Tuesday, February 26, 2013

The National Beer Wholesalers Association Lauds Anti-Underage Drinking Legislation

Brewbound (Alexandria, VA) February 25, 2013

"The National Beer Wholesalers Association (NBWA) applauds the introduction of H.R. 498, legislation to reauthorize the Sober Truth on Preventing (STOP) Underage Drinking Act, by Rep. Lucille Roybal-Allard (CA) along with Reps. Frank Wolf (VA) and Rosa DeLauro (CT).
'The STOP Act is an integral part of the fight against underage drinking because it ensures that federal, state and local governments have tools and information they need to prevent alcohol purchase and consumption by those who are not of legal drinking age,' said NBWA President & CEO Craig Purser. 'Reauthorization of the STOP Act is necessary to increase and better coordinate federal support for state efforts in the fight against underage drinking and to reaffirm the effective state-based regulation of alcohol.'" Read More

Shane Koyczan's 'To This Day,' Anti-Bullying Poem, Goes Viral

Huffington Post, February 25, 2013

"If you have time to watch only one video today, it should probably be this one.
After being posted to YouTube on Feb. 19, animated spoken-word poem 'To This Day,' by Canadian poet Shane Koyczan, has spread like wildfire online.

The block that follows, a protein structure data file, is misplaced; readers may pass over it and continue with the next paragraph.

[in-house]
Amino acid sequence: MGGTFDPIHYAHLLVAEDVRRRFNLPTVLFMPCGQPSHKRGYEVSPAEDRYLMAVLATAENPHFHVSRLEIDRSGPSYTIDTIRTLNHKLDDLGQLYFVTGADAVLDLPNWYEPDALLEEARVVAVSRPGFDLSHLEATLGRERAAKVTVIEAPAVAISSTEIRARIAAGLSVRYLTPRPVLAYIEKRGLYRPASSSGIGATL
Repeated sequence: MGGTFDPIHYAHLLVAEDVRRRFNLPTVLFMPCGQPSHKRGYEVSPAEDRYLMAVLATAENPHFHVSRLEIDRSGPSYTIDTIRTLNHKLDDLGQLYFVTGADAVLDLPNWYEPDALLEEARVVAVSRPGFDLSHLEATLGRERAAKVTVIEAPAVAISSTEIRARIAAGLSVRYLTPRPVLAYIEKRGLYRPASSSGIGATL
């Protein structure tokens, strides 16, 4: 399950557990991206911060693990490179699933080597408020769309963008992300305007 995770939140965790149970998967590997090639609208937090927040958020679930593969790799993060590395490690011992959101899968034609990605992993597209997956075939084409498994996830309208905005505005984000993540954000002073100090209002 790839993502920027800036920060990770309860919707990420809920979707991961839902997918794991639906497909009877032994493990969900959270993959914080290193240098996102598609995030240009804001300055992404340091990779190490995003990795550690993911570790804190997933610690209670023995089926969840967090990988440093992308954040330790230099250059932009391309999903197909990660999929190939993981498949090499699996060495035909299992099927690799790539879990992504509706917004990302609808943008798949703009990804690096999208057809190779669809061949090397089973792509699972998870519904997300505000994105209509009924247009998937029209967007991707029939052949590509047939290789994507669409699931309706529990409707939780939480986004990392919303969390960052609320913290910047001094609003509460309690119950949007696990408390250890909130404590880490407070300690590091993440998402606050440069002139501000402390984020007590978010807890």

Viewed more than 4.3 million times (and counting), the soul-expanding video tells the stories of bullied children and focuses not only on the trauma of isolated youth and the battle to overcome emotional scars, but also on the hope of a better tomorrow." Read More

New Study: Alcohol Brands Underage Drinkers Prefer

BU Today, February 26, 2013

"Bud Light, Smirnoff, and Budweiser share a distinction that may make their corporate owners wince: they are among a relatively small number of alcohol brands that underage drinkers choose most.
This according to a first-of-a-kind report led by researchers at the School of Public Health, published online in Alcoholism: Clinical & Experimental Research. It is the first national study to identify the specific alcohol brands underage youth drink. The study authors, from SPH and the Center on Alcohol Marketing and Youth at Johns Hopkins Bloomberg School of Public Health, say that it has important implications for alcohol research and policy." Read More

Monday, February 25, 2013

"The Bully Effect: An Anderson Cooper Special" Premieres Thursday, February 28th

CNN.com, February 22, 2013

"'The Bully Effect: An Anderson Cooper Special' chronicles the journeys of a bullied child, a grieving parent, a victim of violence, and a filmmaker turned activist. Each has become a powerful foot soldier in the high-stakes battle against bullying, inspiring a grassroots movement that has helped spark sweeping changes from school policies to state laws to federal legislation.